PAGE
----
Silent Film Edition: Part III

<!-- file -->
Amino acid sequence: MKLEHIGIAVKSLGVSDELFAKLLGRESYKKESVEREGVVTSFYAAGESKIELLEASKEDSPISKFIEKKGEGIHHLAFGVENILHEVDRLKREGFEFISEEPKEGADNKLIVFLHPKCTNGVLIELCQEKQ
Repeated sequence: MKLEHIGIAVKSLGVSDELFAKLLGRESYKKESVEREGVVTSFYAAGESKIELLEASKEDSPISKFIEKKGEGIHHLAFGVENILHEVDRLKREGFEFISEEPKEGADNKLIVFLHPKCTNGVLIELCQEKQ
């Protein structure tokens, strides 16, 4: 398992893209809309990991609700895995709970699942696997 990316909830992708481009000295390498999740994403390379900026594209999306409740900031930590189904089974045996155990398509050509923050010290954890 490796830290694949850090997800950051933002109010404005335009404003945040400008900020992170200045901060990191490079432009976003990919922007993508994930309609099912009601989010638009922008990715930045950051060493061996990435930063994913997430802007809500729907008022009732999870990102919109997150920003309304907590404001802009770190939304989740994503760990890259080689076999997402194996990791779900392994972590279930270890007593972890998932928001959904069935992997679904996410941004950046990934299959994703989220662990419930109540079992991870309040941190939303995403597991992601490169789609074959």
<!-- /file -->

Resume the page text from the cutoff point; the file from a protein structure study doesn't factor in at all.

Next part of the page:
D.W. Griffith and F.W. Murnau, two names featured prominently in my blog, are titans of cinema's past. The purpose of highlighting their work; therefore, is to underline their importance, to inspire an interest however mild in their exceptional work. Any film buff could comfortably laud their accomplishments. Such a statement presupposes that every consumer of film is desirous of the "buff" distinction. The box office receipts for films like Jack and Jill and New Year's Eve confirm my suspicions that a voracious awareness of film history, for the average moviegoer, is unnecessary. Well, I am not the average moviegoer. And I'm here to tell you, loyal readers who frequent my blog, neither are you. My commentary presumes your attentiveness for, yes, cinema's history. Presumptuous as it may be, this Silent Film segment, which will continue in perpetuity, is designed to fulfill your curiosities. Well, mine, too. So please enjoy. By the way, any paragraph that manages to invoke the names of Griffith and Murnau whilst identifying cockamamie cinema, for which Adam Sandler is routinely a fixture, is a paragraph that is about as inessential, as well, Sandler's next terrorizing tour through planet boredom.